Friday, February 7, 2014

B is For Beads, Beach Glass, and Bottle Stoppers

We're on the letter B in my ABC blog series. This is a not-so-comprehensive guide to jewellery materials and tools that I use and some tips for care of your jewellery etc. B is for beads, beach glass and bottle stoppers...

Black Onyx Bracelet, Sterling Silver. Medium. 7.5 inches. Midnight in Dublin Red Gemstone Necklace. Statement Bib. Celosia Orange Carnelian, Agate & Citrine. Tribal Flame

Beads are small, pretty or decorative things for threading (stringing,) weaving or wiring into, sewing onto to otherwise embellishing jewellery, clothing, accessories etc. They come in a wide range of sizes and shapes and are made from a vast array of materials. Most commonly beads are created from glass, wood, metal, stone, ceramic, clay and crystal.  Beads are increasingly being made from interesting recycled sources such as paper, fibers, up-cycled plastic and recycled metals and so on. 
world’s oldest manufactured beads
photo courtesy of University of Oxford
The oldest known beads are drilled Nassarius (sea snail) shells,  discovered in Eastern Morocco., South Africa and Israel. The oldest are believed to be c100,000 years old. 

The sea glass I use is not technically a bead as I don't drill any holes in it. However, this red sea glass bead is one of my most prized beach finds. It is most likely a fisherman's bead that would be threaded onto the line to attract the fish. It is beautifully frosted which indicates it is a few decades old and it still has a piece of line stuck inside it.

If you are starting out as a beader and intend purchasing beads online it would be wise to familiarise yourself with bead sizes, at least the more commonly used ones first. The smallest can be under 1mm, a mere dot! Those that measure 4mm and under are usually used for accenting (flanking or separating) larger beads or for very delicate bead work.  

long carnelian and onyx earrings

A bead chart can be useful for gauging sizes. For beginners who want to learn with simple earrings, bracelets and threaded necklaces, I would recommend starting out with 6mm, 8mm and 10mm. The carnelian beads in these dangle earrings are 8mm and the black onyx are 2mm. Once you are familiar with these sizes you will find it easier to guess what other sizes will look like.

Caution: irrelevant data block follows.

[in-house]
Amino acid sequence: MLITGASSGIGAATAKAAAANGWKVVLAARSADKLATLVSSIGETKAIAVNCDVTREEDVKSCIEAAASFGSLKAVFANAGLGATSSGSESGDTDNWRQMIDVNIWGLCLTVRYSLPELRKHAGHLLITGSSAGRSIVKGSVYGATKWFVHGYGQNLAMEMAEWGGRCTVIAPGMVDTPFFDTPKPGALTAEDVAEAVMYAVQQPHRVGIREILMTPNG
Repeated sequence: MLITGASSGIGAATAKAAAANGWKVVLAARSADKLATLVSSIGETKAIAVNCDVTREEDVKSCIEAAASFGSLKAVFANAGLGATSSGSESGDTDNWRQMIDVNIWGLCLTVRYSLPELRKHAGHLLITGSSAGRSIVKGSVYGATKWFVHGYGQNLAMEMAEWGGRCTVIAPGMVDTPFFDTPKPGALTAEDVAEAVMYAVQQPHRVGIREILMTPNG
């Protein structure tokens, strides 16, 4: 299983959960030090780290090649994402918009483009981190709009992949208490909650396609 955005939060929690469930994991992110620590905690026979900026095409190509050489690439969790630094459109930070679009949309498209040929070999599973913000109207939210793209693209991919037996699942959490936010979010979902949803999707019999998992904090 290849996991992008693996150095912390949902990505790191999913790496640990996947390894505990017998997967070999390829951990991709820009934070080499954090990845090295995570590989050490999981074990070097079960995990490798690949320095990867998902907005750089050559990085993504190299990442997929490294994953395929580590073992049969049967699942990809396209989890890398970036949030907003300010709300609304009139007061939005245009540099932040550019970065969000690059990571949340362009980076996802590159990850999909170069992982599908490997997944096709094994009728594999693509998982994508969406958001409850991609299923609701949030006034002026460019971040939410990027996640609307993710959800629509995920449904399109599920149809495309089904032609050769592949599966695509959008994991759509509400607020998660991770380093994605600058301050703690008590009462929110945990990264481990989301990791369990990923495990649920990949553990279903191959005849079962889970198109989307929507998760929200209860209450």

B is also for Beach Combing and Beach Glass
In Dublin city, it's relatively easy to get to the coast for some beach combing. I collect and use beach glass and sea pottery. Personally, I'm not a fan of shell jewellery. You are more likely to pick up some decent beach glass near a harbour, or in the tiny pebble coves than on a long sandy strand.

People often ask the difference between sea glass and beach glass. Sea glass is glass that has been naturally tumbled and frosted by salty, ocean water and is found on coastal strands. Glass that has been tumbled naturally by fresh water in lakes and rivers is called beach glass. Beach glass is also the wider term for both other words, sea glass can also be termed 'beach' glass but the reverse is not so.  Sea pottery can also fall under the term 'beach glass.'
 Irish Angel. Sea Glass Fairy Suncatcher, Christmas Ornament or Rear View Mirror Charm
A fully frosted and smoothed piece of beach glass would have been surfing the waves getting buffed by the silt for decades. Frosting occurs when minerals are leeched by the elements over a long period of time.

I have written a number of previous posts around the subject including:
How to Clean Beach Glass
How to Care for Beach Glass Jewellery
A Little About Sea Pottery

bottle stoppers I found in Dublin
B is also for bottle stoppers - my favourite beach finds to date. Glass bottle stoppers were popular in these parts in the 1800s. This piece would have originally had a cork sheath around the shank and would have come from  a sauce bottle. Read more about the club sauce stopper HERE.

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